*should* emulate the pointer has a flag set so the toolkit knows which one
to pay attention to.  [note: from an X server's POV there is no difference
between toolkit and application]

> - always sends both touch events and emulated mouse left button events. 
> It's up to the application or toolkit to figure out if these belong to the 
> same user action, and only handle one of them.
> - sends a touch event. The application responds whether it handles it. 
> If it doesn't, then sends an emulated mouse event.

These two are not correct

> - An application tells in advance whether it is touchscreen-aware or 
> not. If it is, then only sends touch events, otherwise it only sends 
> mouse events.

Correct, a client that registers for XI2.2 touch events will get those,
otherwise some derivative of the pointer event (there are 3 of those, XI2, XI1.x
and core pointer events).

> - synthesizes mouse events for some touchscreen inputs, and in that case 
> it only sends them as mouse events. When there is no corresponding mouse 
> event, it sends touch events. (This doesn't seem to be the case. Even 
> multiple-finger touches work as left clicks in applications that don't have 
> specific touchscreen support, while single taps and drags are not always 
> handled the same as mouse left-button drags.)

This is not correct

> My questions:
> - Which of these (if any) is correct?

See above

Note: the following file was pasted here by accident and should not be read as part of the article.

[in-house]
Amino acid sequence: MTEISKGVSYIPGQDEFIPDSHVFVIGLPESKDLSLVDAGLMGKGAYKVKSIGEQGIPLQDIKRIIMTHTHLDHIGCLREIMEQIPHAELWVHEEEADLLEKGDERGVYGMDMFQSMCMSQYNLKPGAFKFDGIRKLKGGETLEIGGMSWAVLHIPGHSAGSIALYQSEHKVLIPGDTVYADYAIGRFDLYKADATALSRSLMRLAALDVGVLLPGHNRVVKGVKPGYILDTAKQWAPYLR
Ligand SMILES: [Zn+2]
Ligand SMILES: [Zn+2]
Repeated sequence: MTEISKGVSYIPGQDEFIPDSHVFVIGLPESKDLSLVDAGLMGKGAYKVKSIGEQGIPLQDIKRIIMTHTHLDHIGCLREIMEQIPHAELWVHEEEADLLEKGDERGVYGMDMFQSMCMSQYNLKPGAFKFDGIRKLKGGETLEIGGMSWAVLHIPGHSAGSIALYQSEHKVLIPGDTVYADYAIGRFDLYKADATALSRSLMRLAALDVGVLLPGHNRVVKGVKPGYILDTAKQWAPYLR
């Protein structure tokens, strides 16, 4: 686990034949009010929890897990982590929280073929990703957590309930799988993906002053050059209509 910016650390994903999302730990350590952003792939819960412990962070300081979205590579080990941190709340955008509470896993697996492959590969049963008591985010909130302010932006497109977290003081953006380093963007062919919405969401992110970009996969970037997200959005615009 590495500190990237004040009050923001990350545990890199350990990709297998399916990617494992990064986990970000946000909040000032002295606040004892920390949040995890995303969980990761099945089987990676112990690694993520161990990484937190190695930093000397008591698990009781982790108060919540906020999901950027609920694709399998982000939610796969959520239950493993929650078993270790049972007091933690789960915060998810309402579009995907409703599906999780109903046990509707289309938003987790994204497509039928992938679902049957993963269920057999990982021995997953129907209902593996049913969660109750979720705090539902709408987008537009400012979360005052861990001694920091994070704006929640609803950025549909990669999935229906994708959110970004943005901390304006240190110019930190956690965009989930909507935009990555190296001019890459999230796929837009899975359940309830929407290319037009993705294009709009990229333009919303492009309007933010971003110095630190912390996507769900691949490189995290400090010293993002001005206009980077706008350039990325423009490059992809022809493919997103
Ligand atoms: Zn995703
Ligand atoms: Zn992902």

> - If mouse event emulation happens somewhere in, where does it happen? 
> In the touchscreen driver?

In the server itself.

> - Is what I want feasible at all? I'm afraid that preventing conflicts with 
> synthesized left button events is only theoretically feasible (without 
> modifying the widget toolkits) if the synthesis always happens in

It's theoretically possible, but somewhere between tricky and "oh dear, what
have I done". The main problem is that touch points do have certain
promises (like a "begin update end" sequence), so you cannot switch a touch
point to being a different interaction.

The evdev driver used to do hold-to-click emulation by discarding the touch
events in the driver and sending pointer events instead. Which is a bit
strange too because to do this correctly you need to set up every touch
screen to have LMR buttons. Mind you, that implementation predates the
existence of true multittouch support.

> - What's the best way to go about it? Modify the touchscreen driver (such as 
> libinput or evdev)? Interpret touch events coming from the relevant device in 
> /dev/input, and create fake mouse events with uinput? Capture touch events 
> using an X client, and fake mouse events using XTEST?

You can't reliably capture those touch events unless you're the window

Now, I understand what you want to do but the only thing I can really
recommend here is "fix the application" (or the toolkit). You can get this
functionality into the server with lots of effort and difficulty but if you
go down that way there'll be a brick wall eventually. Which most likely will
be that after months of struggling to implement this, you won't find anyone
with the time to review those patches.